[Read: How to Make Love Last.]
Get online. While Page thinks getting introduced to someone is the best way to meet a potential spouse, online dating affords a world of opportunity – and it could actually make marrying in a year possible, she says. "Both men and women lie about age, height and weight," she says, "but if you take the basics of describing themselves, for the most part, people are honest." Just be careful to meet up in a safe place and only once you know someone.
Get your game face on. Smile. No one wants to date Debbie Downer. "Both men and women want somebody who laughs and smiles and has a sense of humor and can be playful, and the men, in particular, do not take criticism well," she says. So, go with a lighter, kinder touch. "I think everything can be wrapped up in a more positive way, and one of the talents in a good relationship is to be able to know big from little, so that you're giving in to all kinds of little things, but on the big ones, you work them out."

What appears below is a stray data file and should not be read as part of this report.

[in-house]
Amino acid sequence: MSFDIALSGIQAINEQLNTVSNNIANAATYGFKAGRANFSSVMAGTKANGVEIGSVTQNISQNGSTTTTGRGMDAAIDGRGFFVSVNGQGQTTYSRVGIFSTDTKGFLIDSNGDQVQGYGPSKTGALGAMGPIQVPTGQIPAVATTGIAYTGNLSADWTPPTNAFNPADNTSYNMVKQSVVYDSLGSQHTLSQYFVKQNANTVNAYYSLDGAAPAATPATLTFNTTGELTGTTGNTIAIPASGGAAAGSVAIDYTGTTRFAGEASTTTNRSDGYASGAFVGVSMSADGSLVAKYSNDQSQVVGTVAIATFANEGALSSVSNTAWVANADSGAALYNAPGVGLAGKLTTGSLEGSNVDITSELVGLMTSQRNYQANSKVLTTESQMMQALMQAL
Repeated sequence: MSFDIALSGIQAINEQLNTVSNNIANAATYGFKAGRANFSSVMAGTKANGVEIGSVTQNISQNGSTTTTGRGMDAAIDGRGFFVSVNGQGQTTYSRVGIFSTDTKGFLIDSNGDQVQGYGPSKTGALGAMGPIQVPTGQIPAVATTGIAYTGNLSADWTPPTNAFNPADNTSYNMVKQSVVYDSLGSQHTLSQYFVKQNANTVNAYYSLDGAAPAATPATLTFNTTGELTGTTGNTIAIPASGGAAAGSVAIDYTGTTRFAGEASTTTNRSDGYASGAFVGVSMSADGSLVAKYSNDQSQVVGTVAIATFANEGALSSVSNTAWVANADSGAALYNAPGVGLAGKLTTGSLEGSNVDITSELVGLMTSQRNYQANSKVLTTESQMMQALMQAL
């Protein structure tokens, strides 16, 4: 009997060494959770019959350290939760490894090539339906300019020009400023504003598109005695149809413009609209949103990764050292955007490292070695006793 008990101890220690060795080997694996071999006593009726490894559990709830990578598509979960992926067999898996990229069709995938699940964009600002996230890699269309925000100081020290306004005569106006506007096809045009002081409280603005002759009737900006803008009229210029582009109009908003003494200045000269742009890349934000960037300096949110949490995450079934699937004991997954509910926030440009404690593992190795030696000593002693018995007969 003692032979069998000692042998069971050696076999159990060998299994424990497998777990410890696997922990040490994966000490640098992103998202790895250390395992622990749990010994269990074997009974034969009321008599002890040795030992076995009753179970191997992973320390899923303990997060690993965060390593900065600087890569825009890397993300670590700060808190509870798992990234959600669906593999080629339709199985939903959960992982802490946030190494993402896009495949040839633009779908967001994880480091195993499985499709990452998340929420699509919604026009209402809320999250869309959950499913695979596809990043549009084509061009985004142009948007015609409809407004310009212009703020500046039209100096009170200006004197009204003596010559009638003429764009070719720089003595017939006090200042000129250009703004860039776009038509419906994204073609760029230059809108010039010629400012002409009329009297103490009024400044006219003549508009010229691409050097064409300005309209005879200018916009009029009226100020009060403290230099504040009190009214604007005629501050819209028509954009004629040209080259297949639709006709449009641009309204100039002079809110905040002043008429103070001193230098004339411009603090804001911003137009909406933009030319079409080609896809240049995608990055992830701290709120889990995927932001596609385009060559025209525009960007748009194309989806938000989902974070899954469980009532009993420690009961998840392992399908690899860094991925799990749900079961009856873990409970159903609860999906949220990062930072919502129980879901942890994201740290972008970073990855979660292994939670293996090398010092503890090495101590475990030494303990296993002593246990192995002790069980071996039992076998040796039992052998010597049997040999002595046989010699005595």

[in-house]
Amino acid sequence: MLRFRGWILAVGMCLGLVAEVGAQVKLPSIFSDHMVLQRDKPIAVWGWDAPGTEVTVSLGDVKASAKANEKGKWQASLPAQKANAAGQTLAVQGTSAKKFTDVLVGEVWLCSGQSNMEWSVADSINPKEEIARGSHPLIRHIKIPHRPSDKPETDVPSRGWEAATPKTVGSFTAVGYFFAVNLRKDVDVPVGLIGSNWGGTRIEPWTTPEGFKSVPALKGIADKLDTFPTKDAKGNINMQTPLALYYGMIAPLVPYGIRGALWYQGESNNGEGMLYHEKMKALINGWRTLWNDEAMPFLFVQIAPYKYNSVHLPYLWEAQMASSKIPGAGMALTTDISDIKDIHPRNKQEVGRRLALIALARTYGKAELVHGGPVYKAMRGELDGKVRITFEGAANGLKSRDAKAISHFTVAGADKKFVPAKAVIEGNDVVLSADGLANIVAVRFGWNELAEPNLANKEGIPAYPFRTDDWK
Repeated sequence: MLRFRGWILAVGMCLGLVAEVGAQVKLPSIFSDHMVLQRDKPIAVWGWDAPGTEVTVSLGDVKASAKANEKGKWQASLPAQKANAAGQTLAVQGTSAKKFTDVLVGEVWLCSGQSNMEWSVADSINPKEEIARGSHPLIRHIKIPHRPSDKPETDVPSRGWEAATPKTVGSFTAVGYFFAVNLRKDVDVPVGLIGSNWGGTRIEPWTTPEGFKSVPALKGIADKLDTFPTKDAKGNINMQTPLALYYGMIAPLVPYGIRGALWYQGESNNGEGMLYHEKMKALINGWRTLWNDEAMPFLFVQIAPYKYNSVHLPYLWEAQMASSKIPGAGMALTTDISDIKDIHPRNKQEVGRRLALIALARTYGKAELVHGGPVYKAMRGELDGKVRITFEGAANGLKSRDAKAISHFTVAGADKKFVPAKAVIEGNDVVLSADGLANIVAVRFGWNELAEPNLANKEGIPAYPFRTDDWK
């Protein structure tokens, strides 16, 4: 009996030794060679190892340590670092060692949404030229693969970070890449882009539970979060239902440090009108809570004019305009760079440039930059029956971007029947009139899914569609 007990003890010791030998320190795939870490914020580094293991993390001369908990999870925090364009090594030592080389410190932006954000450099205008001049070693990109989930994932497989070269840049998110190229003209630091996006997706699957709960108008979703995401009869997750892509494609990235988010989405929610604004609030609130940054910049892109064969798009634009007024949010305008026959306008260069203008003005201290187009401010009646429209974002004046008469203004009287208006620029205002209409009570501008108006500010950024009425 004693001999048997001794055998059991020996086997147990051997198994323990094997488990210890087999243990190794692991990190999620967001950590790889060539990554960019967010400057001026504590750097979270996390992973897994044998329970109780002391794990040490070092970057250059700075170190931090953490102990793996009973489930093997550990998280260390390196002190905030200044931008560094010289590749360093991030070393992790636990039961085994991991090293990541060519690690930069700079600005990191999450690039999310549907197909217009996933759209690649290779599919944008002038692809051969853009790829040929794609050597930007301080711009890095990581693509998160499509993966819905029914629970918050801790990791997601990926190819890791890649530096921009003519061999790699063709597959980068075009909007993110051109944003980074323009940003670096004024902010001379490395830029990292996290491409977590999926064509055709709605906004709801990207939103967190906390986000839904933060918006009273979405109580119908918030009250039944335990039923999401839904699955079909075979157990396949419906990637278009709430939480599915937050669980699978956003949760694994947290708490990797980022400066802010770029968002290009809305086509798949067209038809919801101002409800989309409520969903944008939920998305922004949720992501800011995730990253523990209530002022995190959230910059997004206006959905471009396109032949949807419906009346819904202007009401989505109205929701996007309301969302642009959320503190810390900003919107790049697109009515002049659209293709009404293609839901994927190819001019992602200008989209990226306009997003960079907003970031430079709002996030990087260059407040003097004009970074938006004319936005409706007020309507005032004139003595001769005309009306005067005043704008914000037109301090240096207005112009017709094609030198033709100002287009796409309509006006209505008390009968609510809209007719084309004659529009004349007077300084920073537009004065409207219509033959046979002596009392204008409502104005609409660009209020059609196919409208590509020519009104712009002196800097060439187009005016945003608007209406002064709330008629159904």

[See: 8 Ways to Become an Optimist.]
Get it right. What happens after all that work to get hitched? More work. The last section of the book, "Keeping Love Alive," is devoted to what comes next because, as she says, "What's the point of marrying somebody if you can't enjoy it ?"
Getting it right hinges on good communication. "You're not going to be able to have a good match if you don't feel understood, and you can't feel loved if you don't feel understood. And you can't be understood if you're not willing to communicate and be self-revealing," she says. "And to give that type of love to somebody, you have to be able to hear them and listen."
[Read: How to Be a Good Listener.]